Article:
In case you've been living in a cave or something, the left has lately gotten good at campaigns to delegitimize and destroy up-and-coming Republicans long before they have a chance at running for President.
For Sarah Palin, the nutroots-ginned-up stories ranged from the fabulist notion that she wasn't the mother of her own child or blowing up stories like questioning her role in the Bridge to Nowhere -- stories that to date generated little controversy even among her local enemies -- into national firestorms.
More often than not, the process goes something like this: a Daily Kos diarist posts something, which is then on Olbermann the next night. Pseudo-journalistic outfits like TPM start making phone calls, which gives the guys at Politico just enough cover to start get in on the action, making it an MSM story, embroling the targeted Republican and forcing them to respond. In Palin's case, sick Daily Kos rumors were given enough credence to precipitate the disclosure of her daughter's pregnancy, which itself became a pretty big national story.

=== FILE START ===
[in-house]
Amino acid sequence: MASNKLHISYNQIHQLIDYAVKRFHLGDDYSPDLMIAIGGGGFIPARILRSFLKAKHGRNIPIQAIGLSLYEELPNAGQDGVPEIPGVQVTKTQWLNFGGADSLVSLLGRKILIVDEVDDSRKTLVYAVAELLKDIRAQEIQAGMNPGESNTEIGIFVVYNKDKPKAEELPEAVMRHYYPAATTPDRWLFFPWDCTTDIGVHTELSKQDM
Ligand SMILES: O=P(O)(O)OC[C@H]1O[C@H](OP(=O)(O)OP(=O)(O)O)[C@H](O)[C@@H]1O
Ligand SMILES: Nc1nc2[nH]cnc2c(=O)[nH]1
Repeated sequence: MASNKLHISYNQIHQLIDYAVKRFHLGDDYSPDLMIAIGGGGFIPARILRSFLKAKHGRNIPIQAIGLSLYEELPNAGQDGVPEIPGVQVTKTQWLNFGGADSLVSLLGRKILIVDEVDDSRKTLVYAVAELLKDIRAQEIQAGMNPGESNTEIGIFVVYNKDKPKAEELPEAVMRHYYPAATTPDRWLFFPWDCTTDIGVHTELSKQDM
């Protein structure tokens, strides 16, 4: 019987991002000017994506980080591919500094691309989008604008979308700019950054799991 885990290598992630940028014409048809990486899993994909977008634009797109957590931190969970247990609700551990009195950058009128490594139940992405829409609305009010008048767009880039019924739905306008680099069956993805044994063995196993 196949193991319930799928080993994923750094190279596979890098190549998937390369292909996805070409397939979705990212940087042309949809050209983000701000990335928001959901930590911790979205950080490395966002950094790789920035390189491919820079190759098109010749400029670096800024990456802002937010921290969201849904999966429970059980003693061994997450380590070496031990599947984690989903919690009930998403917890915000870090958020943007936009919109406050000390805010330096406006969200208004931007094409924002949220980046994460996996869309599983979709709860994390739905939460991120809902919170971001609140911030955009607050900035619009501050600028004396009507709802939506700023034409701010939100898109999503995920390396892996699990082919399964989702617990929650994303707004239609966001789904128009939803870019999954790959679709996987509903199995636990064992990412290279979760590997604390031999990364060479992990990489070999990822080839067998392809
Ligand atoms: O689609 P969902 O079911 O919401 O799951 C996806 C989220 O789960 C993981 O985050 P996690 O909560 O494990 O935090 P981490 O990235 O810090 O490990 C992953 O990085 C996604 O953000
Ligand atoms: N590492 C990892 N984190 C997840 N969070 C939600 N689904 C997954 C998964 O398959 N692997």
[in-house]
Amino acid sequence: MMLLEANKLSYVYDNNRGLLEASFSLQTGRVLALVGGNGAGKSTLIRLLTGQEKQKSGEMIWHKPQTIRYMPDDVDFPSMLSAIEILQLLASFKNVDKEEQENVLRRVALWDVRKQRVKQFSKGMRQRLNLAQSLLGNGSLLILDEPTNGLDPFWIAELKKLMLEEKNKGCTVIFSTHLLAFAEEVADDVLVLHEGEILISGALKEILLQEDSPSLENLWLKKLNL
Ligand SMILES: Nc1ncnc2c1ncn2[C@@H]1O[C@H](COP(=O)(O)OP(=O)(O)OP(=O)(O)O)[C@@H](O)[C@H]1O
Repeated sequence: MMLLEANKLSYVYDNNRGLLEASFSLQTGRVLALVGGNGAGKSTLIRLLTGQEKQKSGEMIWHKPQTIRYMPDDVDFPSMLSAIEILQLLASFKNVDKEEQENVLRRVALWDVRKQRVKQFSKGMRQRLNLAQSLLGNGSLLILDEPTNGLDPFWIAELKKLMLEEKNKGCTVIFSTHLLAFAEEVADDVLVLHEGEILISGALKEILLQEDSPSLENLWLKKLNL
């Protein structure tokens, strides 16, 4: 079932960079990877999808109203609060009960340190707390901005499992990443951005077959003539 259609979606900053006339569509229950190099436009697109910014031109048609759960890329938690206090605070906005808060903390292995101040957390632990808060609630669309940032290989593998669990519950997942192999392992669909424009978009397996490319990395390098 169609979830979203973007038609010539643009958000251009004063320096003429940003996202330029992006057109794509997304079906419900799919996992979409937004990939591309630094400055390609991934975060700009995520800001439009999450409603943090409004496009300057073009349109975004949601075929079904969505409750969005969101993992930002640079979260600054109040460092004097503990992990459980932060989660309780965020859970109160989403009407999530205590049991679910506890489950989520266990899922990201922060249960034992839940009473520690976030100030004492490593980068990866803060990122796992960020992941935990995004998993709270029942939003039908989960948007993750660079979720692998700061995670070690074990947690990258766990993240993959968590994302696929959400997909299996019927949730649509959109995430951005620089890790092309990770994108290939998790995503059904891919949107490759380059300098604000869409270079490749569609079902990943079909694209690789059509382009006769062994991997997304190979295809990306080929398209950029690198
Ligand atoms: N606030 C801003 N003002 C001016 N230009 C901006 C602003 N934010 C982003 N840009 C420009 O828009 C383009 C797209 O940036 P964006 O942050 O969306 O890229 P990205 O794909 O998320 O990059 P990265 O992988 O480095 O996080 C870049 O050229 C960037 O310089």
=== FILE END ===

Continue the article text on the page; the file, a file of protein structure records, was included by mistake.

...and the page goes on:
The left's latest search-and-destroy mission is against Bobby Jindal, centering on the segment in Jindal's speech where he talked about commisserating with the late Sheriff Harry Lee about bureaucratic bungling in the aftermath of Hurricane Katrina.
It started with a Daily Kos diary shortly after Jindal wrapped up his speech on Tuesday night, the 24th.
This prompted Keith Olbermann to declare Jindal's story of talking to Sheriff Harry Lee "apparently not true" on the Wednesday night's broadcast.
By Thursday, a Zachary Roth piece in TPM Muckraker poured gasoline on the fire, keying off the original Daily Kos diary and adding in some Nexis searches. Roth calls the Governor's office to ask for comment.
On Thursday night, Erick Erickson is the first to push back in Jindal's defense, noting accounts from Sheriff Lee's deputies. There is also a YouTube video of Lee, at the time in question, recounting visits from Jindal.
By Friday morning, the story is all consumming. Politico's Ben Smith, going on Roth's TPM piece, is on the phone for multiple rounds with Jindal's office. That day, Roth files two more dispatches, again based on first-hand reporting.